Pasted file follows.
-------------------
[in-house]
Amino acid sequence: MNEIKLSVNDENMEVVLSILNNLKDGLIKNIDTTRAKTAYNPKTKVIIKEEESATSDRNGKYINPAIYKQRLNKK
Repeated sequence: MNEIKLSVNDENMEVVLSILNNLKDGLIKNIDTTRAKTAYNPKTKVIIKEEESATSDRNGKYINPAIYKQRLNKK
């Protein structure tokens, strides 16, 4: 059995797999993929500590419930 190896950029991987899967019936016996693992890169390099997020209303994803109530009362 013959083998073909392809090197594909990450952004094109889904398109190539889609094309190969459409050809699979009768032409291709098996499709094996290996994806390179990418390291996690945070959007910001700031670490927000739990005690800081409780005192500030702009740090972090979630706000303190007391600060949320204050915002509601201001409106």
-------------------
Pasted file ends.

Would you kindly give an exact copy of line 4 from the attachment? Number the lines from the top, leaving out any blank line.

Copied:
């Protein structure tokens, strides 16, 4: 059995797999993929500590419930 190896950029991987899967019936016996693992890169390099997020209303994803109530009362 013959083998073909392809090197594909990450952004094109889904398109190539889609094309190969459409050809699979009768032409291709098996499709094996290996994806390179990418390291996690945070959007910001700031670490927000739990005690800081409780005192500030702009740090972090979630706000303190007391600060949320204050915002509601201001409106």